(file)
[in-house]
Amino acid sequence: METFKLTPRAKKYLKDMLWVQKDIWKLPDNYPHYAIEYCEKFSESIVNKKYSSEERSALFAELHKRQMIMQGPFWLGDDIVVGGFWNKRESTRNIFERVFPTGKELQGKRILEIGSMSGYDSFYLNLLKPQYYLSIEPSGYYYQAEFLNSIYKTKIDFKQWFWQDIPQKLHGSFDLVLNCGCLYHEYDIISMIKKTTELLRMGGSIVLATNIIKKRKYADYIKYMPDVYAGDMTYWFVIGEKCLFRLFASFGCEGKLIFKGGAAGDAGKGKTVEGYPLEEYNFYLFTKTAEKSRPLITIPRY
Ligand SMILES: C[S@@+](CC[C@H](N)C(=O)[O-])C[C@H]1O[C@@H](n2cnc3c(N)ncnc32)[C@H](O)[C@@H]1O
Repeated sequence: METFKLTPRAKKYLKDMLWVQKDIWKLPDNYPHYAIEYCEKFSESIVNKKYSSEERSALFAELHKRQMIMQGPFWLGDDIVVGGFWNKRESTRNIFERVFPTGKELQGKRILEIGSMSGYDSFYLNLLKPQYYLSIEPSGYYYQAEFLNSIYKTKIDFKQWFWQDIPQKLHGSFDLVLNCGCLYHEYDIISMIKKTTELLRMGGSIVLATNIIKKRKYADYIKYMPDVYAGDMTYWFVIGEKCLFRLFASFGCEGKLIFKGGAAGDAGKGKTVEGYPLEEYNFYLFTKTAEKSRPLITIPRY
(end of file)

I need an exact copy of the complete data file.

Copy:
[in-house]
Amino acid sequence: METFKLTPRAKKYLKDMLWVQKDIWKLPDNYPHYAIEYCEKFSESIVNKKYSSEERSALFAELHKRQMIMQGPFWLGDDIVVGGFWNKRESTRNIFERVFPTGKELQGKRILEIGSMSGYDSFYLNLLKPQYYLSIEPSGYYYQAEFLNSIYKTKIDFKQWFWQDIPQKLHGSFDLVLNCGCLYHEYDIISMIKKTTELLRMGGSIVLATNIIKKRKYADYIKYMPDVYAGDMTYWFVIGEKCLFRLFASFGCEGKLIFKGGAAGDAGKGKTVEGYPLEEYNFYLFTKTAEKSRPLITIPRY
Ligand SMILES: C[S@@+](CC[C@H](N)C(=O)[O-])C[C@H]1O[C@@H](n2cnc3c(N)ncnc32)[C@H](O)[C@@H]1O
Repeated sequence: METFKLTPRAKKYLKDMLWVQKDIWKLPDNYPHYAIEYCEKFSESIVNKKYSSEERSALFAELHKRQMIMQGPFWLGDDIVVGGFWNKRESTRNIFERVFPTGKELQGKRILEIGSMSGYDSFYLNLLKPQYYLSIEPSGYYYQAEFLNSIYKTKIDFKQWFWQDIPQKLHGSFDLVLNCGCLYHEYDIISMIKKTTELLRMGGSIVLATNIIKKRKYADYIKYMPDVYAGDMTYWFVIGEKCLFRLFASFGCEGKLIFKGGAAGDAGKGKTVEGYPLEEYNFYLFTKTAEKSRPLITIPRY